Voting Catholic

I don’t think it’s a simple matter to reconcile one’s Catholic faith with the issues in the presidential election.  The issues are at least as complex as the Church’s teachings, and it leaves a lot for a person to think (and pray) about.

I picked up this article in the New York Times on Wednesday, and it talks about these very struggles for Catholics in Pennsylvania.  The writer basically divides the faithful into one of two camps– those that will vote exclusively on the issue of abortion, and those that apply a more comprehensive-Church-doctrine lens when examining the candidates.  It’s an interesting read.

I would put myself in the second camp, but I am also inclined to resist yet another divisive label (and within the same church, for that matter).  I really do feel like voting exclusively on the issue of abortion (or exclusive on ANY one issue) is a cop-out.  If you want to say “I will only vote for the pro-life candidate,” that’s OK, but remember that this year’s “pro-life” candidate is the same one that is willing to prolong the Iraq War as far as necessary and has a hair-trigger on finding an excuse to invade Iran (and who knows where else).

Outlawing abortion isn’t going to make it go away.  I think that choosing abortion is a sad choice, but I also DON’T think that working to protect life should stop at the moment of birth.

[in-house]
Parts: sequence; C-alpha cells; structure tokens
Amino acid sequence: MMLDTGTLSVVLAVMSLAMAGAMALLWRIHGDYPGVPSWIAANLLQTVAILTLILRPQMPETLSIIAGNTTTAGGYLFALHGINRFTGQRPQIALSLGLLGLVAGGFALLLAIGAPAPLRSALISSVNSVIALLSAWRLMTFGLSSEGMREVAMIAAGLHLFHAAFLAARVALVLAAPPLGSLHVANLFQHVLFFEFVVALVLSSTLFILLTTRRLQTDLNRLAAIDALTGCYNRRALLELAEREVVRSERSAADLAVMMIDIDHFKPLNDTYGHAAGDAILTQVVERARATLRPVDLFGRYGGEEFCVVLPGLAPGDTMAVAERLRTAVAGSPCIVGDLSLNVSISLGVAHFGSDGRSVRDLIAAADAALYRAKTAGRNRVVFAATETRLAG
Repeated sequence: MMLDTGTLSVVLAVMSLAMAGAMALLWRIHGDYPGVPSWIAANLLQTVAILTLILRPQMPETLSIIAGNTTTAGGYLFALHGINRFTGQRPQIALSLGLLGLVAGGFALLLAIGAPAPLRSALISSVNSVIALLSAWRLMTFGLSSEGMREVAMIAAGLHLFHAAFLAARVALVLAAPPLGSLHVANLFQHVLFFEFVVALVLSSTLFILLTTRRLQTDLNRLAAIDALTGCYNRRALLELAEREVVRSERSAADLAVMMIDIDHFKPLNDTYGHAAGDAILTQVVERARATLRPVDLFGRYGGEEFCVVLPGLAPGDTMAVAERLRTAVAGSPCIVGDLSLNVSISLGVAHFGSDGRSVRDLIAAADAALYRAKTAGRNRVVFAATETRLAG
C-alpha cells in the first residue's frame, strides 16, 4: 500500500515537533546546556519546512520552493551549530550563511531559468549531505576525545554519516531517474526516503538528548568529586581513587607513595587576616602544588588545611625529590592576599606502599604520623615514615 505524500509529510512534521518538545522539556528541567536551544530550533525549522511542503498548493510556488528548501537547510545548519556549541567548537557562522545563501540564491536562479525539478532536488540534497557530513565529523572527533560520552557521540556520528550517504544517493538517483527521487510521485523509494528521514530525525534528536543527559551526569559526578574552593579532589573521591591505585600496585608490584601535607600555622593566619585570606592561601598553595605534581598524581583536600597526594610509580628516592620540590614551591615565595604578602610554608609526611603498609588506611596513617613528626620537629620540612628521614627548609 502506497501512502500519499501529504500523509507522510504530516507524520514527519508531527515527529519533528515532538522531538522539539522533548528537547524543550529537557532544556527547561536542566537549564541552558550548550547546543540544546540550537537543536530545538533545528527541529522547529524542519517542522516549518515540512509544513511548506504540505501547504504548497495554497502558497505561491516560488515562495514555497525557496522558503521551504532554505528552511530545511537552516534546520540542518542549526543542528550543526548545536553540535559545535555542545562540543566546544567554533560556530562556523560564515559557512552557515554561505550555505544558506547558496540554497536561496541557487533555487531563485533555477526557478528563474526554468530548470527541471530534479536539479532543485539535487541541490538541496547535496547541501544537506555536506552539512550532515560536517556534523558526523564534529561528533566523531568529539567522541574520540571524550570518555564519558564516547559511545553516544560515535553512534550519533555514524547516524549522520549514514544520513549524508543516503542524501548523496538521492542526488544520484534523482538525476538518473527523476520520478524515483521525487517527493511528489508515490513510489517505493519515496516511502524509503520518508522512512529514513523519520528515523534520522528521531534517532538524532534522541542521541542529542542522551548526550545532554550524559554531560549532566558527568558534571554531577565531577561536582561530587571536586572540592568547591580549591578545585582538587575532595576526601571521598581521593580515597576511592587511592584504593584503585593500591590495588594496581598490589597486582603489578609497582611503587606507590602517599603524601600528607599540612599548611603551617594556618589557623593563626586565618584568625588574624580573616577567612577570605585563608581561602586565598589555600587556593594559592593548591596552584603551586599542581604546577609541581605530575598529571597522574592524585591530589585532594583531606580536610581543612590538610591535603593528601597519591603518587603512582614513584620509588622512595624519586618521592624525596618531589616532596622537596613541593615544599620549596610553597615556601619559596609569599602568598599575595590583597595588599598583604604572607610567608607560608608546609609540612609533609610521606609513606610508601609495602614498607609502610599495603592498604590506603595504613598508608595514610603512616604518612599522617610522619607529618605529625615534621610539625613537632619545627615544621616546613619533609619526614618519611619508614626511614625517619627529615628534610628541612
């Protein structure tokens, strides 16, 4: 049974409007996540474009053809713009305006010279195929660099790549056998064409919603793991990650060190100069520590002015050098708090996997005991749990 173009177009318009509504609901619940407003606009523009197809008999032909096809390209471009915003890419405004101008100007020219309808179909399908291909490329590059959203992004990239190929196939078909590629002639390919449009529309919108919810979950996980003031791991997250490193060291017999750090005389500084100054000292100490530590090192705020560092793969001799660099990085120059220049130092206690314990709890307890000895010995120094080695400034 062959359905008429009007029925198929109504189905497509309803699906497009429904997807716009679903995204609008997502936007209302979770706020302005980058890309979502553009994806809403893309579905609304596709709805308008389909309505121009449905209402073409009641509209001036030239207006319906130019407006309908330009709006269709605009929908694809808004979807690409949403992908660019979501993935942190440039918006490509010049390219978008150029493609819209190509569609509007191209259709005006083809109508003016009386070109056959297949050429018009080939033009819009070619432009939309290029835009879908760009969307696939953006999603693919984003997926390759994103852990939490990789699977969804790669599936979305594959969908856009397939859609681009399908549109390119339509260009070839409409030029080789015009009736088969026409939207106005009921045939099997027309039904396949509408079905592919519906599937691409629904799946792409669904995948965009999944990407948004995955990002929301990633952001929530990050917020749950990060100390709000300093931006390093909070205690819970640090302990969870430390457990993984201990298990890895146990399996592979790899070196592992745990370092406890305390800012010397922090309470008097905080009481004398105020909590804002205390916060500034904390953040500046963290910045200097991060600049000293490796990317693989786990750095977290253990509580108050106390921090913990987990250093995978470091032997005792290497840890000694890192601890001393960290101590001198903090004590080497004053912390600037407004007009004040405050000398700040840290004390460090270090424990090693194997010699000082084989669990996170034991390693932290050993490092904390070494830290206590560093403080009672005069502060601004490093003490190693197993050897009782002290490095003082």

One thought on “Voting Catholic”

  1. Wanted to append another comment to this post that I thought about a little later: extending the thinking of “pro-life conservative candidates ironically also pro-war,” I think you have to consider the notion that even having that pro-life stance could be basic pandering to your core constituency.

    I have to seriously ask if “protecting life” is what these conservative candidates are all about. I’m not saying that ALL pro-life people feel the same way, but when you examine these conservative candidates, they are the ones who:
    – want to “protect life”
    – want to “protect marriage”
    – want to “extent the blessings of democracy across the globe” (y’know, as long as the place it’s being extended to is of significant strategic and economic importance to the United States).

    It seems like “protecting [their] ability to be the nation’s/world’s social and moral compass” is the most important thing here. Is that right? Honestly, I’m not going to be the one to decide if that attitude is right or wrong, but at least be up front about it; don’t disguise your position behind the veil of an unborn fetus.

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